Bear in mind that there are no requirements about when to complete the QWE element of the SQE – only that it must be done before you apply for admission to the roll of solicitors. Candidates can do it before, during or after completing SQE1 and 2 but the work you do must be registered with the SRA.
There are various options that will count towards QWE, including the traditional two-year training contract, law degree placement, volunteering in a legal advice centre or working as a paralegal. It is likely that many firms will continue with the two-year training contract route (which will count as your two-years QWE) so, as ever, it’s important to check what your shortlisted firms are doing in this respect.
For more information on what counts as QWE and how it works and when you should undertake it read this LCN Says article from BARBRI.
Most major law firms will require training contract applications during this period (from mid-July onwards).
You can see specific dates via LawCareers.Net’s Training contract deadlines page.
Gain some further work experience, either on a formal work placement scheme or through other means.
Firms are permitted to offer training contracts to students from the first year of university onwards, although they used to be encouraged to wait until at least a student’s second year.
Although some students are offered training contracts in their first year at university, it remains the case that most offers go to second years and above. It is important that you check to see what plans your shortlisted firms have in place regarding the SQE and training contracts/QWE.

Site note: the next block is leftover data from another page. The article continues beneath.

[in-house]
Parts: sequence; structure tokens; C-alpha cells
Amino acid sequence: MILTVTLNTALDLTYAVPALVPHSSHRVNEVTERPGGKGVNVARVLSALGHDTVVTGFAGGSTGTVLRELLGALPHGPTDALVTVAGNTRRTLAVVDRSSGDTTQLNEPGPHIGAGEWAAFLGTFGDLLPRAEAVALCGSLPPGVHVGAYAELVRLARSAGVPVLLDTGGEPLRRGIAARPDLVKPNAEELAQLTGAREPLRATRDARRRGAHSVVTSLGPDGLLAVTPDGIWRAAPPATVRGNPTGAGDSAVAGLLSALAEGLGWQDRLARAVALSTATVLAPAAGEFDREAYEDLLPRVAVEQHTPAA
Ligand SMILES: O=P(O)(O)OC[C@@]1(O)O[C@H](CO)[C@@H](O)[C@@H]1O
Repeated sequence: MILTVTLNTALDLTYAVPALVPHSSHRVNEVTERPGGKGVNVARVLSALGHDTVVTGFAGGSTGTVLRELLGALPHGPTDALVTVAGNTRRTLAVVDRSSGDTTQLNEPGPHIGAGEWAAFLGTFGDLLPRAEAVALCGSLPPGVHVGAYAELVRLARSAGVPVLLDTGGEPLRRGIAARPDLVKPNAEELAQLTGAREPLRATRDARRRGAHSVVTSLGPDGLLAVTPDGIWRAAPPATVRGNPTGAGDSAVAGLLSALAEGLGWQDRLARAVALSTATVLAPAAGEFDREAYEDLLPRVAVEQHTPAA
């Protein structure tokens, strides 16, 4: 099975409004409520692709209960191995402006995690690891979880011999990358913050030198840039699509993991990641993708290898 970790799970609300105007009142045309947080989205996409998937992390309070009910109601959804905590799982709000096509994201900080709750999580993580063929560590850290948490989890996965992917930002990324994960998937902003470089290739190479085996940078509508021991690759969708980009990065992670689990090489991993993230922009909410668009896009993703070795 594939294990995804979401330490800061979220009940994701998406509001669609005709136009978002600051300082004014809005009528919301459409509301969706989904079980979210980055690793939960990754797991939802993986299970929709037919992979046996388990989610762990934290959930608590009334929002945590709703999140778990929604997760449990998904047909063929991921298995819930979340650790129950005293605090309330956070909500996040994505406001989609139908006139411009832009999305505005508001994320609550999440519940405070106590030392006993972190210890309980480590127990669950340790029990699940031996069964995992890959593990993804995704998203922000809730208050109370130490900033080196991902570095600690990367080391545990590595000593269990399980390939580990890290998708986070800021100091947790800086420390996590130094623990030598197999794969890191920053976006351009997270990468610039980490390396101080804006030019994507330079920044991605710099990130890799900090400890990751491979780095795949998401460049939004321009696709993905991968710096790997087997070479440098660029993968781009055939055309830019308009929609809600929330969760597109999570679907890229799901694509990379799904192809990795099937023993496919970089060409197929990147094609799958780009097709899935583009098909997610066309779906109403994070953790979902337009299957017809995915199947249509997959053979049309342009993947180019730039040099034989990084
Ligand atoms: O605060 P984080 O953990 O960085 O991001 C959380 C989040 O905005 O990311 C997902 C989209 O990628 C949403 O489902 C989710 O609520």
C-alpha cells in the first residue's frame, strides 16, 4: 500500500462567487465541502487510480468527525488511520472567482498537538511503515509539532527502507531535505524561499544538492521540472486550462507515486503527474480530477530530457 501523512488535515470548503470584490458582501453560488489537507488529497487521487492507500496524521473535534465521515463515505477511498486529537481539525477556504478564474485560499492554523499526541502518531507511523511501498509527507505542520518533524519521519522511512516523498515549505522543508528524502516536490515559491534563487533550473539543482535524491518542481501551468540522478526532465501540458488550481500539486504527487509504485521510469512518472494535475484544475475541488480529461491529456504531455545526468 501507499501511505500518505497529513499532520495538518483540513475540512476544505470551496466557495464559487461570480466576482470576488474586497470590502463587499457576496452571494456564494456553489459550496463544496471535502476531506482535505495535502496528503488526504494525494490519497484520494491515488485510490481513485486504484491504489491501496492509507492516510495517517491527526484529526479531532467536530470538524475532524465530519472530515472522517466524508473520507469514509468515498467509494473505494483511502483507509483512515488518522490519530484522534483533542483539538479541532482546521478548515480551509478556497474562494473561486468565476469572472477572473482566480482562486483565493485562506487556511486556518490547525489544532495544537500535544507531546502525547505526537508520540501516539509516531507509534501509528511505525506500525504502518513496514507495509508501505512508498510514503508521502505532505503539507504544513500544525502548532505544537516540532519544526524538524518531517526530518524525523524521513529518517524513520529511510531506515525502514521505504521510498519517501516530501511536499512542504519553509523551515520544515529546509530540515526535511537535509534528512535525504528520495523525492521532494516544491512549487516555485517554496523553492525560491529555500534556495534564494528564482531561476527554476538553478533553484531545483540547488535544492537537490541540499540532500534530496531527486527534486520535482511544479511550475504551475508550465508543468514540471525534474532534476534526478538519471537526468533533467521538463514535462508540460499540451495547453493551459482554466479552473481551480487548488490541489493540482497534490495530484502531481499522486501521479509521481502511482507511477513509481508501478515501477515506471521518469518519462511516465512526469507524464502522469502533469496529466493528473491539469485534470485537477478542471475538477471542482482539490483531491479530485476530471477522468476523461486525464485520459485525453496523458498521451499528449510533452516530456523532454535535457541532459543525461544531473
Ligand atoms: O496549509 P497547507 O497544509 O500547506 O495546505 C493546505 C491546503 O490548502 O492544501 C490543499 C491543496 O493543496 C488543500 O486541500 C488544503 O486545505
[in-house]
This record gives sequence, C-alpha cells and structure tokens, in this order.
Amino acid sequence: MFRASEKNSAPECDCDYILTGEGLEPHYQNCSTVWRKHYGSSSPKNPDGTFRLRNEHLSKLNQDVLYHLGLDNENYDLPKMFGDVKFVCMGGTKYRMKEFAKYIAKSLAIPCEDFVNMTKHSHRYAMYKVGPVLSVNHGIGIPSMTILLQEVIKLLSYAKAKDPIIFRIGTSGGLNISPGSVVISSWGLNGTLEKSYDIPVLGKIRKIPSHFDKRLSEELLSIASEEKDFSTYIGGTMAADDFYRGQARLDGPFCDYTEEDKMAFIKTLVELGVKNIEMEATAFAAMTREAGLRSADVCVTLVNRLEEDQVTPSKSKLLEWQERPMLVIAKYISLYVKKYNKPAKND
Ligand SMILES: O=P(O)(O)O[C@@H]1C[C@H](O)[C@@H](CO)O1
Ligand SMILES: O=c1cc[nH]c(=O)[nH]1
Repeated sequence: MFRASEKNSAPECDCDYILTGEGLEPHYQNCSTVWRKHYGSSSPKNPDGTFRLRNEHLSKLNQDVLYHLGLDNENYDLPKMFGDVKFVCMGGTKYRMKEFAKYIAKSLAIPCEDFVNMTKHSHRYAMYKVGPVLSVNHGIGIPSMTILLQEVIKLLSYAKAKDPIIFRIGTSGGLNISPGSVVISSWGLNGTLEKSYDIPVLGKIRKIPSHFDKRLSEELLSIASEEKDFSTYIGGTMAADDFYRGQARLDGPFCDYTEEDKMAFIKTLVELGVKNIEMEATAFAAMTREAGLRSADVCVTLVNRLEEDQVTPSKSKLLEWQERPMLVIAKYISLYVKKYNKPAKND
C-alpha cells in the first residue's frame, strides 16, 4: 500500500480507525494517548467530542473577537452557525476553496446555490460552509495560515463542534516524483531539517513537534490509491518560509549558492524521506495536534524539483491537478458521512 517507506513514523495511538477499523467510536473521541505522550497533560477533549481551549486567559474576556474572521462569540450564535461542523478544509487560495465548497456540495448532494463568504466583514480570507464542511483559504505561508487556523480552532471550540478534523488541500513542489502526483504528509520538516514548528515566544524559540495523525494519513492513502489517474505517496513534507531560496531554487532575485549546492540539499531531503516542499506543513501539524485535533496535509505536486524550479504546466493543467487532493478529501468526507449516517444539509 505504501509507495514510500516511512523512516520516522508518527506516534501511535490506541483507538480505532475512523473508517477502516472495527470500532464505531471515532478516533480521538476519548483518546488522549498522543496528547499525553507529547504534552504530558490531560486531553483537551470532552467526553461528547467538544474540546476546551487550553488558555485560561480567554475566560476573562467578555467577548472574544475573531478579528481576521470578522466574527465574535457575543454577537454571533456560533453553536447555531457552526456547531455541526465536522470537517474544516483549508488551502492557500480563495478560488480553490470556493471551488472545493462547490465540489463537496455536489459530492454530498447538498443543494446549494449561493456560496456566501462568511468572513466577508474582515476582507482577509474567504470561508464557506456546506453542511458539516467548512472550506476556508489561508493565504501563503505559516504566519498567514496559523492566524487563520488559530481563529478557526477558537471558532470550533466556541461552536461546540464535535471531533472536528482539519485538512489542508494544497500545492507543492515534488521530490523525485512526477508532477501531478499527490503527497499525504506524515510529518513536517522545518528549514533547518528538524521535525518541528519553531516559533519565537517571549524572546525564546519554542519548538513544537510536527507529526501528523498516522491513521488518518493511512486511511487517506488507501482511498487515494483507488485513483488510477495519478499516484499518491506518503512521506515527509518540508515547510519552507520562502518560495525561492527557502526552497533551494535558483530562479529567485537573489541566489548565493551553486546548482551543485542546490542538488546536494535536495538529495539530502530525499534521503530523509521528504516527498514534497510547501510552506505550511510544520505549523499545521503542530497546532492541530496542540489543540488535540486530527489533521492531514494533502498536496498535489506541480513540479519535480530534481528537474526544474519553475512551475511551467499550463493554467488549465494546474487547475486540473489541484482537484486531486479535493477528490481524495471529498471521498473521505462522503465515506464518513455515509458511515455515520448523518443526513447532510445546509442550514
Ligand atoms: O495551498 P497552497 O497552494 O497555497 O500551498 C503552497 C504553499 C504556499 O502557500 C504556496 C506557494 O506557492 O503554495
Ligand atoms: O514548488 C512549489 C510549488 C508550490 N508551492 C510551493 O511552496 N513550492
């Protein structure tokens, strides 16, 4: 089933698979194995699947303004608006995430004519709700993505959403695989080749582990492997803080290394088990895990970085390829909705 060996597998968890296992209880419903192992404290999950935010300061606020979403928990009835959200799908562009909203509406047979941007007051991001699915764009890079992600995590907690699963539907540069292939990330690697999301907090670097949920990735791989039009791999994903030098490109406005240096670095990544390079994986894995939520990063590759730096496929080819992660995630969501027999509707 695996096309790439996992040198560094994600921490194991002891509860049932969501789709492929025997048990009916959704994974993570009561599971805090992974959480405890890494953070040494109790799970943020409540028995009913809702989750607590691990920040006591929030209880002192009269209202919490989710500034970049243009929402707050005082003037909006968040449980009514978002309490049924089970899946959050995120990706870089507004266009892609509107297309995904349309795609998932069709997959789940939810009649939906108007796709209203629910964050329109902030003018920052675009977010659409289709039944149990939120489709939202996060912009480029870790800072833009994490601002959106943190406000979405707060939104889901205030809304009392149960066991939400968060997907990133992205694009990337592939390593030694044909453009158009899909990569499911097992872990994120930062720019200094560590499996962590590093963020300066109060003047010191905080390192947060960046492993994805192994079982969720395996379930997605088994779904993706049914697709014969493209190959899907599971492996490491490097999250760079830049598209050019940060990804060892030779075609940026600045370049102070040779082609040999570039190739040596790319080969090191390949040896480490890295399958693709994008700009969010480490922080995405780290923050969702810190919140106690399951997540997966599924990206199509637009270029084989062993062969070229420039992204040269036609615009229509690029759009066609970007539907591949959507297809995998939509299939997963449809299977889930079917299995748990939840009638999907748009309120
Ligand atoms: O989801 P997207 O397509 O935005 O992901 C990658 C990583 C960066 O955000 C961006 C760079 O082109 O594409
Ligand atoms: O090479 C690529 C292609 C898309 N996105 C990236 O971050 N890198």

Many application deadlines fall throughout July, with 31 July the main deadline date shared by dozens of firms.
You can find the latest deadline information via the training contract deadlines page.
Final-year law and law conversion students
If you started your law degree or GDL before September 2021 and still intend to qualify through the current route and not take the SQE, you must apply for a place on the Legal Practice Course (LPC) through the Central Applications Board from September onwards in your final year at university. The application system has changed so that there is no longer a closing date for applications; rather, applications are dealt with as they are submitted and institutions are notified weekly of new submissions. Applications for part-time courses must be made directly to the provider.
If you intend to qualify via the SQE, you should begin researching SQE preparation courses, which have been developed in line with this new route to qualifying. Technically the prep courses are not compulsory to take the exams, but realistically students – especially non-law graduates – will need to undertake legal education and training to pass.
You can use LawCareers.Net’s guide to SQE preparation courses to compare the new courses on offer for the SQE.